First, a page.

wooden, workbench, work

Plywood Workbench

Everyone needs a workbench. If you have tools and you use them for anything more than hanging the occasional picture or tightening the occasional bolt, you’re going to hit the point where you want a workbench. The question then becomes, what do you make your workbench out of?

wooden, workbench, work
Wooden workbench, J. Simmons

What material to use?

True dedicated woodworkers often use an actual woodworking bench, which is made of hardwood; usually maple. But that’s a different sort of a workbench, intended to be more of a clamping and holding fixture, than anything else. Even if you have one of those wonderful benches, you may not find it to be enough. You’ll probably need something else against the wall, whether as someplace to put things or someplace to mount benchtop tools.

These workbenches aren’t usually made of hardwoods, although they can be. But building a hardwood workbench is an expensive proposition and few people want to lay out that much money for one. So, some sort of plywood becomes the material of choice for the bench top, regardless of whether the legs are of wood or of metal.
Even then, there are several options to consider:

MDFMDF is a great material, very ridgid and strong. It is basically unaffected by moisture, but will swell up if the surface becomes wet. For that reason, MDF should only be used as a sub-layer, with something else on top.

Softwood Plywood – Softwood plywood is actually the most common material used, simply because of its availability and low cost. The problem is that it is more easily damaged than some other materials. However, if you drop a piece from a project on a softwood plywood bench top, you are not likely to damage the workpiece. So, in that case, the weakness becomes a strength.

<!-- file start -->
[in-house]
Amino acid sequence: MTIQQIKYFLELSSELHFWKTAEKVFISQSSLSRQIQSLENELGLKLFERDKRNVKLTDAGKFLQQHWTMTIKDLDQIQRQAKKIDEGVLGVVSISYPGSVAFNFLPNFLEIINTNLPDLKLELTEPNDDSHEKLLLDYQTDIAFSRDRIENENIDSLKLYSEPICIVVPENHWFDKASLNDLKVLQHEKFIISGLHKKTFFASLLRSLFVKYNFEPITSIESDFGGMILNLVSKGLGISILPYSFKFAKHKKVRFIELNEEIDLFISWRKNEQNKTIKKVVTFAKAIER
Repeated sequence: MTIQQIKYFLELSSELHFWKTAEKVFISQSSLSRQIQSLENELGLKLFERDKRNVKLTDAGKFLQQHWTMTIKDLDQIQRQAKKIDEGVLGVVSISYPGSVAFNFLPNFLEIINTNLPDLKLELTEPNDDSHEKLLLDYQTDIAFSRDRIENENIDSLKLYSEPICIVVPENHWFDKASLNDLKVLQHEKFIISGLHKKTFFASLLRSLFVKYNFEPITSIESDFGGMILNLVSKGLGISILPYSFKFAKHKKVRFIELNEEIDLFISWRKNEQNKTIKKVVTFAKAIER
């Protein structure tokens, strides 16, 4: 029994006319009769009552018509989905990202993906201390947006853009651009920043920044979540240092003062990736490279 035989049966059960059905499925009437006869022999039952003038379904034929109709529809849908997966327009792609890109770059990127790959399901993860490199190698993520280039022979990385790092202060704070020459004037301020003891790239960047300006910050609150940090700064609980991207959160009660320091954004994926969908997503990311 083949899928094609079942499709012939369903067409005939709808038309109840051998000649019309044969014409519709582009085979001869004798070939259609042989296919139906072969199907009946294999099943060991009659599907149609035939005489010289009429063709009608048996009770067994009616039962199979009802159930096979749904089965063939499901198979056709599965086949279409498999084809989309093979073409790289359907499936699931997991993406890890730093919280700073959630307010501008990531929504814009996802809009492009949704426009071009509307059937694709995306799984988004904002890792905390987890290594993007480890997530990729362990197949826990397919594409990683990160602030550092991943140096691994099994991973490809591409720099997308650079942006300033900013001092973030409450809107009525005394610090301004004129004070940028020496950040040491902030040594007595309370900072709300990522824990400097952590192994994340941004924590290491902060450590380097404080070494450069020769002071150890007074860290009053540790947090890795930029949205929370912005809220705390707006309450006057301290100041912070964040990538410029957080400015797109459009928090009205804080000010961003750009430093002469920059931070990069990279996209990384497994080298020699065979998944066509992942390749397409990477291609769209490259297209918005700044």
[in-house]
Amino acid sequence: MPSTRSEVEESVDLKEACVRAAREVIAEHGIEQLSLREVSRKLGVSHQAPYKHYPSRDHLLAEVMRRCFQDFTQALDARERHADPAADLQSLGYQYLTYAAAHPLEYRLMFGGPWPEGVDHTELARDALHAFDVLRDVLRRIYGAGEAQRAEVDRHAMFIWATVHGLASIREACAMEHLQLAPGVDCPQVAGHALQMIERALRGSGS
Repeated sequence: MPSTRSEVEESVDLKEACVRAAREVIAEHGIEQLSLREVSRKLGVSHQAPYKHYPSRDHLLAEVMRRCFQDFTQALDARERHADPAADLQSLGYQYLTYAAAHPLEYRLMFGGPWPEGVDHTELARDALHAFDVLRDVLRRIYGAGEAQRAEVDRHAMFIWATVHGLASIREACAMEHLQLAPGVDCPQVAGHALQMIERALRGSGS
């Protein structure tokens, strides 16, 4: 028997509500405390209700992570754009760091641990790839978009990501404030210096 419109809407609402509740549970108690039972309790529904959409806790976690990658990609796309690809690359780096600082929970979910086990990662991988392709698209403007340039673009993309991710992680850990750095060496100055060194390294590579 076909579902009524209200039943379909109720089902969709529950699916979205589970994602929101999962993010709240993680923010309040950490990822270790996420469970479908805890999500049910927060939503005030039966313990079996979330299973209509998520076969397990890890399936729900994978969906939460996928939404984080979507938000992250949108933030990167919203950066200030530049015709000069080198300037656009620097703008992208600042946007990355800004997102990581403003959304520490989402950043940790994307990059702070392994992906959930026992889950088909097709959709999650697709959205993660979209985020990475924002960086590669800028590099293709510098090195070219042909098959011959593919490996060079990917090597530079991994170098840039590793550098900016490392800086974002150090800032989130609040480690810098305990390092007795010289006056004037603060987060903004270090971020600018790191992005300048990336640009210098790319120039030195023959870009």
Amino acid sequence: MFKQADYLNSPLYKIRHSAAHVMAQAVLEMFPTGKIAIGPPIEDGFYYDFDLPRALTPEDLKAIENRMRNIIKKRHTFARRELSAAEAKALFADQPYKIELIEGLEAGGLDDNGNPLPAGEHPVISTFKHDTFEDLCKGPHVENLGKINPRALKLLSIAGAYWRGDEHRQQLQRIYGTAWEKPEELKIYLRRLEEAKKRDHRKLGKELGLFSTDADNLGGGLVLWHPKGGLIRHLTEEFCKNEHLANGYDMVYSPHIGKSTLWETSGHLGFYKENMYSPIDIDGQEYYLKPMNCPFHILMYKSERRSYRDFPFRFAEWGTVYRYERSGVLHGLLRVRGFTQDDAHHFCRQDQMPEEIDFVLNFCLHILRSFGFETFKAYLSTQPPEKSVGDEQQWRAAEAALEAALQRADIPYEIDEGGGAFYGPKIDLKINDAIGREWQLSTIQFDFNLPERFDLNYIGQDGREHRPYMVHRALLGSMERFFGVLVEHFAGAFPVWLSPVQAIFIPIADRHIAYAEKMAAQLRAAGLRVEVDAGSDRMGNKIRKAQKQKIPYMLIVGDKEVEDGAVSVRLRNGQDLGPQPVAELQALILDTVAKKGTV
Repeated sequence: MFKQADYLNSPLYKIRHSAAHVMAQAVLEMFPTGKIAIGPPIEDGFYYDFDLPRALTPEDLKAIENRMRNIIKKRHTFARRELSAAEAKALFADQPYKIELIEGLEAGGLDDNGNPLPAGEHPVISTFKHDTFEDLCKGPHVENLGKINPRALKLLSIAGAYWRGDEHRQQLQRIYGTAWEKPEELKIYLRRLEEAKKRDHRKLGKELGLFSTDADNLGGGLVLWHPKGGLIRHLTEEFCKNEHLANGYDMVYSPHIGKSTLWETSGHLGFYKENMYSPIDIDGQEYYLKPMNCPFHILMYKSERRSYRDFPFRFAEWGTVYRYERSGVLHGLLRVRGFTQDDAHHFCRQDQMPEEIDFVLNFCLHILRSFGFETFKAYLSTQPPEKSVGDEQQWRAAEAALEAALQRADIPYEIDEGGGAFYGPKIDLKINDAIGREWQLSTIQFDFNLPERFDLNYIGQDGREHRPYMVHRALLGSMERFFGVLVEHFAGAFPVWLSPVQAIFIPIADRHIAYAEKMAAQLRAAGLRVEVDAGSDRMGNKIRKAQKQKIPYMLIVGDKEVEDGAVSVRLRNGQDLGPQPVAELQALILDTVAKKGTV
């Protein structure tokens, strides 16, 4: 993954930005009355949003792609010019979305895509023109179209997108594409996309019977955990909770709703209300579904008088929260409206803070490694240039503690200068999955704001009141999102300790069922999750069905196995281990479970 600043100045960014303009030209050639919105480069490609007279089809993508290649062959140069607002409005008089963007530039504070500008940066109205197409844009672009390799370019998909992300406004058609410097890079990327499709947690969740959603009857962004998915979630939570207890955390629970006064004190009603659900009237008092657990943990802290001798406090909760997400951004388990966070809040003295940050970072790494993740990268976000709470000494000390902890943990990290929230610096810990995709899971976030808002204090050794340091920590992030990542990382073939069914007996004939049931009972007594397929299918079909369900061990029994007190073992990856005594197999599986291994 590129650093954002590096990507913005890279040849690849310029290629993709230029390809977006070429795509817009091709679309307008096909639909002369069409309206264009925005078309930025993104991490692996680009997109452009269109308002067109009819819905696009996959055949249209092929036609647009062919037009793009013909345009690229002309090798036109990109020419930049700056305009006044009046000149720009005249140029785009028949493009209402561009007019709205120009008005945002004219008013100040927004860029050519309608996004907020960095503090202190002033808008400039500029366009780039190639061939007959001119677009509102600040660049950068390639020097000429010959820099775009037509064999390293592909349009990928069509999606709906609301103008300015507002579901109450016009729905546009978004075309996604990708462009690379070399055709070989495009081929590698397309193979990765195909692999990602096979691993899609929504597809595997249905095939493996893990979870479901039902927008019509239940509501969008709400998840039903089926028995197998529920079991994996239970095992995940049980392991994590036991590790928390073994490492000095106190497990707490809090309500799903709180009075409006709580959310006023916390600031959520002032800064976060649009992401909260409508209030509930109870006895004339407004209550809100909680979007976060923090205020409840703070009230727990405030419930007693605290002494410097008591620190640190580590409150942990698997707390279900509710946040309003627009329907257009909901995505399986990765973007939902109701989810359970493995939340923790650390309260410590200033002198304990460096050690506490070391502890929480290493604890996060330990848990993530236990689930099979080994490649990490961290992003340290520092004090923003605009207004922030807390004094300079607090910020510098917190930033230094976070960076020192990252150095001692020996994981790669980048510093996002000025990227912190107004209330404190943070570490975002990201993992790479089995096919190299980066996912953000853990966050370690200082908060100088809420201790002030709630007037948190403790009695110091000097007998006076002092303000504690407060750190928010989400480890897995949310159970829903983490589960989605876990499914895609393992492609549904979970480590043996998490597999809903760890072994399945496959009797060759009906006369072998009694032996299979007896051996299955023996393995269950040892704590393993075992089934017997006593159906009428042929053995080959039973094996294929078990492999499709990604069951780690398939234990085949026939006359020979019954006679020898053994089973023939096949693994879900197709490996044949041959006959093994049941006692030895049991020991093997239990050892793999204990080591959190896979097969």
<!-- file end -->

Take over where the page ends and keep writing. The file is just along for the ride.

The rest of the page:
Hardwood Plywood – Hardwood plywoods are the best possible choice, combining strength, moisture resistance and a smooth, hard surface. While more expensive than softwood plywoods, the extra expense is worth it to have a surface that is more durable. Avoid oil plywood, as it has more of a tendency to splinter. A fine-grained hardwood is better.

Masonite – While masonite is not strong enough to be the workbench top itself, you can cover the top with masonite, providing a smooth surface. When the masonite becomes damaged, it’s easy to remove and replace, keeping the rest of your workbench intact.

Tips for building a workbench

The best way to build your workbench is to create a laminate, either with two layers of 3/4″ softwood plywood or MDF, perhaps topped by a thin layer of hardwood plywood or masonite. That way, you have enough thickness to give you strength, while providing yourself with a surface that is easy to change out if it gets damaged. You want to avoid using any sort of finish on the top of the workbench, as that finish could rub off onto the projects you are working on, or soak into the pores. This would end up spotting or ruining the finish on your project.

One thing to keep in mind, if you do woodworking, is that no matter how well you build your plywood workbench, the top is not going to be as smooth and flat as a hardwood woodworker’s bench. So you really don’t want to use it as a clamping surface, especially for large items such as tabletops or doors. For those, you really do need the woodworker’s bench.

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